To get better at communicating with native speakers, you have to actually practice speaking with them. A lot. It can be messy, uncomfortable, embarrassing, and ambiguous, but there is no other way.

Which leads us to the next principle…

5) Face your fears and realize you can’t skip “the suck.”

Though there is a lot we can do to maximize fun and joy in language learning, all learning adventures inevitably entail fear, discomfort, and growing pains. You can’t build up your muscles without first tearing the muscle fibers through lifting heavy things, and you can’t get fluent in a language without first going through occasional periods of uncertainty, ambiguity, embarrassment, frustration, and perceived plateaus.

For most learners, speaking is the most intimidating language skill since it happens in real time (you can’t “pause” a person like you can a video, and you can’t “hover” over the unknown word they said to look it up in your browser. You find yourself instantly transformed from an articulate adult to a babbling infant. But as I said above, we get better at what we practice, and the only way to improve your speaking skills, is to practice them directly.

I know it’s scary. But I know you can do it. The 50+ polyglots and hyperpolyglots I’ve interviewed on The Language Mastery Show endured the same discomfort and faced the same fears. They eventually got good at their languages not from being rare geniuses or outlier intellects, but by choosing growth over comfort.

6) Optimize memory with mnemonics, stories, and spaced repetition

Many people write off the possibility of language learning since they believe they “have a bad memory,” when the truth is that their memory is just fine; it’s their method that needs work.

When a person’s only exposure to language learning is cramming for tests or trying to remember random lists of words through tedious rote memorization, no wonder they assume their memory sucks.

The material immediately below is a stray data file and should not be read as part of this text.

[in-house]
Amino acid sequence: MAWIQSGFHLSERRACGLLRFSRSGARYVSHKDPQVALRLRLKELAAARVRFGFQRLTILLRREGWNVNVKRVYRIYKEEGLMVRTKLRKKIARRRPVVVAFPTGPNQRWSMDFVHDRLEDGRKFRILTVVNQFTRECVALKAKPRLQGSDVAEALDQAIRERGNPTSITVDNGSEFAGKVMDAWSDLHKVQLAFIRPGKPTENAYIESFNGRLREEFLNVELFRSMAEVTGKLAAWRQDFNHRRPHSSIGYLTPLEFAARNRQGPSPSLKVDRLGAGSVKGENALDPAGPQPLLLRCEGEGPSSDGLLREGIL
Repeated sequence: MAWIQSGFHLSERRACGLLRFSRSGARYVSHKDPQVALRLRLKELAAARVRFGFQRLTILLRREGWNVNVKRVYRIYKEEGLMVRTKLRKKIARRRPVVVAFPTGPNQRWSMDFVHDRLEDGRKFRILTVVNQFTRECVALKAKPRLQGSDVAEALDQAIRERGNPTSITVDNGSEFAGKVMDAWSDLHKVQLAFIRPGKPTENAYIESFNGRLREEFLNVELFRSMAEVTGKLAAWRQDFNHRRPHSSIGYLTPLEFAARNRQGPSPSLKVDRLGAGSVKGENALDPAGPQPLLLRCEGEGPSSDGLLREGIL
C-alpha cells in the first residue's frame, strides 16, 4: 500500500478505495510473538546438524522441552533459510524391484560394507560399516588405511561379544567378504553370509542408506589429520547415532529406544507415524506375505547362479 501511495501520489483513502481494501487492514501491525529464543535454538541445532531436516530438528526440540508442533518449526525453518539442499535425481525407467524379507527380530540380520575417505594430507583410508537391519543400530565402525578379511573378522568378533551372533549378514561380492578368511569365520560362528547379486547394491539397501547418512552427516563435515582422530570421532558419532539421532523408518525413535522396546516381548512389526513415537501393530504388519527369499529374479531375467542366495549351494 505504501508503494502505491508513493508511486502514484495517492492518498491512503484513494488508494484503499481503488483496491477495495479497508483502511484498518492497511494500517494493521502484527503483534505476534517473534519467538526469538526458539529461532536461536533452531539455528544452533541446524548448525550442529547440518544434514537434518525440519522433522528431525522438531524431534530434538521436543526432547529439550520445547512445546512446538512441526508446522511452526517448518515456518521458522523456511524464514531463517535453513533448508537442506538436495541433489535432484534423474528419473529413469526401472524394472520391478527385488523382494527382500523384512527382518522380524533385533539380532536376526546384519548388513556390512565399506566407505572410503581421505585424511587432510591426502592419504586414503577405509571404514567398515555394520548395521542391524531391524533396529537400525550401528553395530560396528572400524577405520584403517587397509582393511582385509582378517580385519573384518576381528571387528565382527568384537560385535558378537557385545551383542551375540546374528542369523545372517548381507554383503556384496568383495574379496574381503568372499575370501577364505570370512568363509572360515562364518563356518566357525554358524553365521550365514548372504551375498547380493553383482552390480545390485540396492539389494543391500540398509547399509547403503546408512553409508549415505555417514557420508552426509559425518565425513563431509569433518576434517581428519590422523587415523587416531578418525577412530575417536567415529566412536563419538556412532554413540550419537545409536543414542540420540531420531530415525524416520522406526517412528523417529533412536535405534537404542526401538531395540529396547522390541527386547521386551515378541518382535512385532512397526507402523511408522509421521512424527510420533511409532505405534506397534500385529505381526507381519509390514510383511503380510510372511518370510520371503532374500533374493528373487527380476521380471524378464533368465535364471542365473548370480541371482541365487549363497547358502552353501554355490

But very few people can actually retain new information this way. In fact, memory enhancing techniques are another not-so-secret secret of most polyglots. Instead of trying to force words, phrases, Chinese characters, etc. into their heads through tedious rote memory, successful language learners rely on powerful mnemonics, imaginative mental stories, and spaced repetition tools that automatically schedule reviews just before they’re about to forget something.

7) Take responsibility for your own learning.

No app, book, course, teacher, or tutor can get a language into your head. This is not the Matrix, Neo-san. In fact, by their very nature, languages cannot be taught; they can only be acquired (i.e. internalized) with sufficient exposure and practice. It’s up to you to make sure you are giving your brain the input and output it needs to get used to the sounds and patterns of the language. And that’s where all the above principles come into play:

  • When you create an “Anywhere Immersion” environment at home, you flood your brain with the meaningful input it needs to decode and encode the language.
  • When you make learning fun, more of this input sticks and you are more likely to keep putting in the time day in and day out.
  • When you overcome your fears and practice speaking with natives, you solidify what you’ve learned and find the remaining holes in your vocab and grammar.